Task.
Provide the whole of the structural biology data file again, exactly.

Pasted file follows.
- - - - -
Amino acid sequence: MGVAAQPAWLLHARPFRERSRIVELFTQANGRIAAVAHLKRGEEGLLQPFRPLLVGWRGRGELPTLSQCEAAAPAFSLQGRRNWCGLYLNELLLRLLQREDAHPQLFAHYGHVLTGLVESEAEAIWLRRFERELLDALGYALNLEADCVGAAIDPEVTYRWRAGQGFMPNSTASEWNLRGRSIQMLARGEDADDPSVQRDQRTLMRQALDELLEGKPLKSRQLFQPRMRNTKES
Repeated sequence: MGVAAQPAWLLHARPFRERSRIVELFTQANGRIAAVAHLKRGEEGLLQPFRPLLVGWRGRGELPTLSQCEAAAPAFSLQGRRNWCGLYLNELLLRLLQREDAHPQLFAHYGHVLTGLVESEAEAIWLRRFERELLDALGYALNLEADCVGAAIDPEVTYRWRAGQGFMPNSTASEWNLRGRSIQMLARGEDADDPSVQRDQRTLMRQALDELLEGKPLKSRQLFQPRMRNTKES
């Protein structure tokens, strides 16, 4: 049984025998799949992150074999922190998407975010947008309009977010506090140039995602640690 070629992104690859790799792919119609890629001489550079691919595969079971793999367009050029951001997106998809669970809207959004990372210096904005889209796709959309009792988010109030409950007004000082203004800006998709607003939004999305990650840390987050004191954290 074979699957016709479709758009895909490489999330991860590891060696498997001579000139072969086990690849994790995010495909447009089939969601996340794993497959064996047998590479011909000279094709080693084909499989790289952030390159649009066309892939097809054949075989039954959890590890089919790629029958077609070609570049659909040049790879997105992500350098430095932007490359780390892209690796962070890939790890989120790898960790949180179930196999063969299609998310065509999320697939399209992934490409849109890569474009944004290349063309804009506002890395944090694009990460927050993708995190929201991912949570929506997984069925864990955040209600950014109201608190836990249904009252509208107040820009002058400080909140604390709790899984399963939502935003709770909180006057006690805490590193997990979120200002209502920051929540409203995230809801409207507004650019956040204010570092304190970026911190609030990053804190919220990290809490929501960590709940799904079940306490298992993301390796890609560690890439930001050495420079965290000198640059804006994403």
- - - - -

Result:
Amino acid sequence: MGVAAQPAWLLHARPFRERSRIVELFTQANGRIAAVAHLKRGEEGLLQPFRPLLVGWRGRGELPTLSQCEAAAPAFSLQGRRNWCGLYLNELLLRLLQREDAHPQLFAHYGHVLTGLVESEAEAIWLRRFERELLDALGYALNLEADCVGAAIDPEVTYRWRAGQGFMPNSTASEWNLRGRSIQMLARGEDADDPSVQRDQRTLMRQALDELLEGKPLKSRQLFQPRMRNTKES
Repeated sequence: MGVAAQPAWLLHARPFRERSRIVELFTQANGRIAAVAHLKRGEEGLLQPFRPLLVGWRGRGELPTLSQCEAAAPAFSLQGRRNWCGLYLNELLLRLLQREDAHPQLFAHYGHVLTGLVESEAEAIWLRRFERELLDALGYALNLEADCVGAAIDPEVTYRWRAGQGFMPNSTASEWNLRGRSIQMLARGEDADDPSVQRDQRTLMRQALDELLEGKPLKSRQLFQPRMRNTKES
């Protein structure tokens, strides 16, 4: 049984025998799949992150074999922190998407975010947008309009977010506090140039995602640690 070629992104690859790799792919119609890629001489550079691919595969079971793999367009050029951001997106998809669970809207959004990372210096904005889209796709959309009792988010109030409950007004000082203004800006998709607003939004999305990650840390987050004191954290 074979699957016709479709758009895909490489999330991860590891060696498997001579000139072969086990690849994790995010495909447009089939969601996340794993497959064996047998590479011909000279094709080693084909499989790289952030390159649009066309892939097809054949075989039954959890590890089919790629029958077609070609570049659909040049790879997105992500350098430095932007490359780390892209690796962070890939790890989120790898960790949180179930196999063969299609998310065509999320697939399209992934490409849109890569474009944004290349063309804009506002890395944090694009990460927050993708995190929201991912949570929506997984069925864990955040209600950014109201608190836990249904009252509208107040820009002058400080909140604390709790899984399963939502935003709770909180006057006690805490590193997990979120200002209502920051929540409203995230809801409207507004650019956040204010570092304190970026911190609030990053804190919220990290809490929501960590709940799904079940306490298992993301390796890609560690890439930001050495420079965290000198640059804006994403």